Growing Grapevines: Is Your Garden Wine Country? Growing Grapevines: Is Your Garden Wine Country?

You don't have to live in California, Australia, France, Italy or Portugal to grow grapes. Most home gardeners have found that with the right preparation and knowledge, planting and harvesting grapevines is relatively easy, and the delicious fresh grapes, juices, wines and jams are well worth the work and wait. 

What to Plant

Where you live should determine what species of grape you grow in your garden. West coast gardens are great for European species, and northeastern gardens should be planted with American species. If you live in the humid areas of the South, try planting muscadine grapes which have many different varieties. Make sure you know the hardiness zone that you live in and that the grape you are planting is compatible with that zone.

Where to Plant

Grapevines should be planted where they can receive full sun. Plant on a gentle slope with southern exposure if possible as this is generally the warmest area. Before planting, test your soil so the grapes have the rich, well-draining, slightly alkaline soil they need. Soil too dry or too moist or with too much clay will not yield very good grapes. A sandy, loamy soil will give your grapes the best chance to grow. Your vines will need support, so you may want to consider planting them next to an existing fence or trellis.

When to Plant

Plant in early spring for the best results. Grapevines generally take about 3 years before they begin to yield any fruit.

How to Plant

Planting vines is comparable to planting tree seedlings. Dig holes slightly larger than your vine's root system and space the holes about 8 feet apart. If planting more than one row, space the rows at least 9 feet apart. Once you've planted the vine cut off everything but the strongest cane, and cut the strongest cane back until it only has a couple of buds. Tie cuttings loosely to stakes, fence or trellis or whatever you are using for support. Water thoroughly after planting.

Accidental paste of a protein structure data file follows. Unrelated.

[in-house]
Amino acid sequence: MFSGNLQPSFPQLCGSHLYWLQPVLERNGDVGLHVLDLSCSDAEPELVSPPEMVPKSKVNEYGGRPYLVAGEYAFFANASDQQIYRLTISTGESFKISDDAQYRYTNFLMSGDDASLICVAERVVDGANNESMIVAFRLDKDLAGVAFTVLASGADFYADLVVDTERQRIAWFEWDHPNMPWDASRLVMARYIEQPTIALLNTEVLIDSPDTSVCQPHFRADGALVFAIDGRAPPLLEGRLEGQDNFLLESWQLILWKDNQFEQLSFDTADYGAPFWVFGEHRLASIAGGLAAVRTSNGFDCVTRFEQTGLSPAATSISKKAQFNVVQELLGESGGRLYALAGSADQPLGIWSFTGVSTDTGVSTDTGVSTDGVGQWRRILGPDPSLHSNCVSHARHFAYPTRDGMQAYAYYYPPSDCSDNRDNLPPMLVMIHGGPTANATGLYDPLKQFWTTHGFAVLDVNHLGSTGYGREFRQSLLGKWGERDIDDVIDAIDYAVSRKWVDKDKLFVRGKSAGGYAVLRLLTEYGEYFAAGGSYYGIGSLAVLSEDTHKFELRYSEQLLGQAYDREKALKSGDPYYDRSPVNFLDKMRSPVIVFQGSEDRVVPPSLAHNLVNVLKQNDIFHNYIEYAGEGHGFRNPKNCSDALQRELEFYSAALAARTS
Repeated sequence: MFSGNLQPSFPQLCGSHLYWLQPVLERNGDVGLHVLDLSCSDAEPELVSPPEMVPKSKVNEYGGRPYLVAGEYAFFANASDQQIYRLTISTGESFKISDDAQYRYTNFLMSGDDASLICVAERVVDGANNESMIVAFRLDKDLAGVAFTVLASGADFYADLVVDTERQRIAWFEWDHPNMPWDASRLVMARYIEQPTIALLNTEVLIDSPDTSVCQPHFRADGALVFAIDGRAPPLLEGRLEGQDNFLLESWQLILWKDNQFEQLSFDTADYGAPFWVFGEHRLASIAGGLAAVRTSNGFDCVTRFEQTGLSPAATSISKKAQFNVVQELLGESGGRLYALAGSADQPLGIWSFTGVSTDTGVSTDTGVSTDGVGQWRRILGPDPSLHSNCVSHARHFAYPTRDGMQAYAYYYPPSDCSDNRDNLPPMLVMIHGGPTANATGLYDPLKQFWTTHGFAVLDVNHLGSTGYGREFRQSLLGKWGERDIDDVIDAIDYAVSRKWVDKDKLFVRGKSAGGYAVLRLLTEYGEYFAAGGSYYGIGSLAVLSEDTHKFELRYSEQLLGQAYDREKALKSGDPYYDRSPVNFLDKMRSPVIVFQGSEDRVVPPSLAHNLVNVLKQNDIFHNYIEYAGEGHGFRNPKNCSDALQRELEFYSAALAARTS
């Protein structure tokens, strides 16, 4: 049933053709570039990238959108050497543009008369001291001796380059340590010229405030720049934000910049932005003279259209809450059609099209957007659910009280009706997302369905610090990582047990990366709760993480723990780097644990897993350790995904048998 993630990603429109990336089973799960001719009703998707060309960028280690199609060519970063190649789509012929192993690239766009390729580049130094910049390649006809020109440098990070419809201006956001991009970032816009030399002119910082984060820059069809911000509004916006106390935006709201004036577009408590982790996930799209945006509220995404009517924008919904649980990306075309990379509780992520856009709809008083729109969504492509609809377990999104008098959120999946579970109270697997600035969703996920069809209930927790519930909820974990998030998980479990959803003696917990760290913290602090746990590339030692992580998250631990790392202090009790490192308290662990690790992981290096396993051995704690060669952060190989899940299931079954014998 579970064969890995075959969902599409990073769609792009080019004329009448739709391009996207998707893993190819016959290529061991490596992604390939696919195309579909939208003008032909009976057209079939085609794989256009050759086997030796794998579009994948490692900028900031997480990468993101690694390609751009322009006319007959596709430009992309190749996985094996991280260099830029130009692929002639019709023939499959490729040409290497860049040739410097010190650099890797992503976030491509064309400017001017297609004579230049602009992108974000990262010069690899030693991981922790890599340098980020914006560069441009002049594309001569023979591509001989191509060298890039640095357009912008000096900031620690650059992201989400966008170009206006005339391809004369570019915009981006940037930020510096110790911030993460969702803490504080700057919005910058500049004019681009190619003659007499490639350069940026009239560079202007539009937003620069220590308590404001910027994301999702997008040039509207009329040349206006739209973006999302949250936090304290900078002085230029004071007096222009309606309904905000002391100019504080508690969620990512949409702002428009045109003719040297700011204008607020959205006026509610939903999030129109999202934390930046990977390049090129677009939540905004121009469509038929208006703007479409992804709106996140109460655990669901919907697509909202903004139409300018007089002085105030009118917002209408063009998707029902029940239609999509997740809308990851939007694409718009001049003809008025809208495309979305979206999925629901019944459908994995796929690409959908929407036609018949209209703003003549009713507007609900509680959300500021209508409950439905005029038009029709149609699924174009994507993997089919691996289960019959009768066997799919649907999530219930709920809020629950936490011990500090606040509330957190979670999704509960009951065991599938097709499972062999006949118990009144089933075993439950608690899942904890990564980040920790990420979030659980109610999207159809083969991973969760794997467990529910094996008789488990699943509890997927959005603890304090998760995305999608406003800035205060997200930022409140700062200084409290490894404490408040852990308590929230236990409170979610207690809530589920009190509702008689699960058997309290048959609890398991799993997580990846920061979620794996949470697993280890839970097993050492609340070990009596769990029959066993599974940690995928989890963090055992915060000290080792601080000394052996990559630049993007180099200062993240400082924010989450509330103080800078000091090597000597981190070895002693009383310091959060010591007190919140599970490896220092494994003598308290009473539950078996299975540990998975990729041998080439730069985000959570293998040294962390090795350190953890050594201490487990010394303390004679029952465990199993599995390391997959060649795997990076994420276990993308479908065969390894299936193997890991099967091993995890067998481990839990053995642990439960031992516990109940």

Grapevines don't require much fertilizer, so be careful not to over-fertilize. A light fertilizer like a "10-10-10" can be applied in early spring. For the first year, grapevines should receive about 1 inch of water a week. Allow the grapevines to grow wild for a year and then start pruning regularly for best results. Pull out weeds growing within a couple feet of your grapevine trunks.

Why Plant Grapevines?

There are a number of reasons you may want to plant grapevines in your yard; they provide a sweet, nutritious snack, a refreshing glass of wine or a beautiful vine cover. However, not every grape can do all three. The good table grapes don't generally make good wine, and the prettiest vines don't always yield the best fruit. Choose the best grape varieties for your needs; plant and enjoy!

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